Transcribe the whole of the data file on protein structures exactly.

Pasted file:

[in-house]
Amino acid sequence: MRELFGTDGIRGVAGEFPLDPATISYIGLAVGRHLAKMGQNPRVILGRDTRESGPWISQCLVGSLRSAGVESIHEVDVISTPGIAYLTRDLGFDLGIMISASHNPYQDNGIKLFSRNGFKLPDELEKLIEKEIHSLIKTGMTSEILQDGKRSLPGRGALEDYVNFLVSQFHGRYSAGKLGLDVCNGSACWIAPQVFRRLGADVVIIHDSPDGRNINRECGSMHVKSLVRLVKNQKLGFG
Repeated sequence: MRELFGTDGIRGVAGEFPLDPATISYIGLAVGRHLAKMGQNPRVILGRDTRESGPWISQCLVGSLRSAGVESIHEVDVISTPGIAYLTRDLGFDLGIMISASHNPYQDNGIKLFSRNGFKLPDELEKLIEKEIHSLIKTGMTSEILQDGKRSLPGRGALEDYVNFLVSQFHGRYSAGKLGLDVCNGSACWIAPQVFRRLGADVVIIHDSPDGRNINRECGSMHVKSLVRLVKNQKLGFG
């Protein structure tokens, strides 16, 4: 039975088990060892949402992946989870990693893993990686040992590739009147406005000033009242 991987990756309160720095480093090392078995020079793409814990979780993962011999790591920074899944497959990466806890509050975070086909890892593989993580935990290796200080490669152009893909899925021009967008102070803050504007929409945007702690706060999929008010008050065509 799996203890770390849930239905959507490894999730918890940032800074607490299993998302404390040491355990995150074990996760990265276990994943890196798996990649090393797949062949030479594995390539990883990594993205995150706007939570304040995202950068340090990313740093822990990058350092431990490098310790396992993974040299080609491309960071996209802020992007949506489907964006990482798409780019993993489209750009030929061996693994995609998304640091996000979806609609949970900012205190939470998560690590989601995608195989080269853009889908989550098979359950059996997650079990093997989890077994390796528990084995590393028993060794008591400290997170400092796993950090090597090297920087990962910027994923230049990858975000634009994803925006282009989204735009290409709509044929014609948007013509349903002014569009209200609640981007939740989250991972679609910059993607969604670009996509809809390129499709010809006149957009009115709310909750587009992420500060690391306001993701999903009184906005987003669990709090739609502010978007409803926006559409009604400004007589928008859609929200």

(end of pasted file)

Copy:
[in-house]
Amino acid sequence: MRELFGTDGIRGVAGEFPLDPATISYIGLAVGRHLAKMGQNPRVILGRDTRESGPWISQCLVGSLRSAGVESIHEVDVISTPGIAYLTRDLGFDLGIMISASHNPYQDNGIKLFSRNGFKLPDELEKLIEKEIHSLIKTGMTSEILQDGKRSLPGRGALEDYVNFLVSQFHGRYSAGKLGLDVCNGSACWIAPQVFRRLGADVVIIHDSPDGRNINRECGSMHVKSLVRLVKNQKLGFG
Repeated sequence: MRELFGTDGIRGVAGEFPLDPATISYIGLAVGRHLAKMGQNPRVILGRDTRESGPWISQCLVGSLRSAGVESIHEVDVISTPGIAYLTRDLGFDLGIMISASHNPYQDNGIKLFSRNGFKLPDELEKLIEKEIHSLIKTGMTSEILQDGKRSLPGRGALEDYVNFLVSQFHGRYSAGKLGLDVCNGSACWIAPQVFRRLGADVVIIHDSPDGRNINRECGSMHVKSLVRLVKNQKLGFG
């Protein structure tokens, strides 16, 4: 039975088990060892949402992946989870990693893993990686040992590739009147406005000033009242 991987990756309160720095480093090392078995020079793409814990979780993962011999790591920074899944497959990466806890509050975070086909890892593989993580935990290796200080490669152009893909899925021009967008102070803050504007929409945007702690706060999929008010008050065509 799996203890770390849930239905959507490894999730918890940032800074607490299993998302404390040491355990995150074990996760990265276990994943890196798996990649090393797949062949030479594995390539990883990594993205995150706007939570304040995202950068340090990313740093822990990058350092431990490098310790396992993974040299080609491309960071996209802020992007949506489907964006990482798409780019993993489209750009030929061996693994995609998304640091996000979806609609949970900012205190939470998560690590989601995608195989080269853009889908989550098979359950059996997650079990093997989890077994390796528990084995590393028993060794008591400290997170400092796993950090090597090297920087990962910027994923230049990858975000634009994803925006282009989204735009290409709509044929014609948007013509349903002014569009209200609640981007939740989250991972679609910059993607969604670009996509809809390129499709010809006149957009009115709310909750587009992420500060690391306001993701999903009184906005987003669990709090739609502010978007409803926006559409009604400004007589928008859609929200």